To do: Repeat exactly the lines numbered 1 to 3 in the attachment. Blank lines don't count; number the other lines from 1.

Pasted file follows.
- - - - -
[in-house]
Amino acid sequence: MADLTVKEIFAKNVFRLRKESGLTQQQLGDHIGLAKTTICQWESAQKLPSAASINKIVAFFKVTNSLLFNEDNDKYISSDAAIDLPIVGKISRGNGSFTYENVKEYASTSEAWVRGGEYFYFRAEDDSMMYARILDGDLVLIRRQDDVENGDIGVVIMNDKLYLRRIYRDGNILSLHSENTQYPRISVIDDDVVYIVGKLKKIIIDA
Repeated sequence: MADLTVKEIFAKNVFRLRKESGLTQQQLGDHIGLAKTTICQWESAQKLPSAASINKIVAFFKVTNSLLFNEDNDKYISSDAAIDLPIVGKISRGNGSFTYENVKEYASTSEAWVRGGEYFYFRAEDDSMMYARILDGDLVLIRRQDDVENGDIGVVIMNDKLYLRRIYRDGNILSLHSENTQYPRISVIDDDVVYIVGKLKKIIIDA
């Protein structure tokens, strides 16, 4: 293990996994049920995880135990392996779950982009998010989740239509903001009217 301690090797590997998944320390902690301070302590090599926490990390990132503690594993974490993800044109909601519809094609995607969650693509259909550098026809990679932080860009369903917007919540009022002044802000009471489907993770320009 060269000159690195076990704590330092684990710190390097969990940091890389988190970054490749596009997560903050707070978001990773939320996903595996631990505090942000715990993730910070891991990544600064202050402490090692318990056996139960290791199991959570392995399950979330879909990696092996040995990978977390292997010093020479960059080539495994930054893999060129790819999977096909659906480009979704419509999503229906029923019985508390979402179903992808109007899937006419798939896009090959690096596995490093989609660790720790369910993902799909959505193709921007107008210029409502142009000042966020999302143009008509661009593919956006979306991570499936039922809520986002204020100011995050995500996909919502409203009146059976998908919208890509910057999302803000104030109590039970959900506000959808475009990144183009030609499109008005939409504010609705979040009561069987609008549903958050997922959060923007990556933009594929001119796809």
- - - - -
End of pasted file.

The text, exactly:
[in-house]
Amino acid sequence: MADLTVKEIFAKNVFRLRKESGLTQQQLGDHIGLAKTTICQWESAQKLPSAASINKIVAFFKVTNSLLFNEDNDKYISSDAAIDLPIVGKISRGNGSFTYENVKEYASTSEAWVRGGEYFYFRAEDDSMMYARILDGDLVLIRRQDDVENGDIGVVIMNDKLYLRRIYRDGNILSLHSENTQYPRISVIDDDVVYIVGKLKKIIIDA
Repeated sequence: MADLTVKEIFAKNVFRLRKESGLTQQQLGDHIGLAKTTICQWESAQKLPSAASINKIVAFFKVTNSLLFNEDNDKYISSDAAIDLPIVGKISRGNGSFTYENVKEYASTSEAWVRGGEYFYFRAEDDSMMYARILDGDLVLIRRQDDVENGDIGVVIMNDKLYLRRIYRDGNILSLHSENTQYPRISVIDDDVVYIVGKLKKIIIDA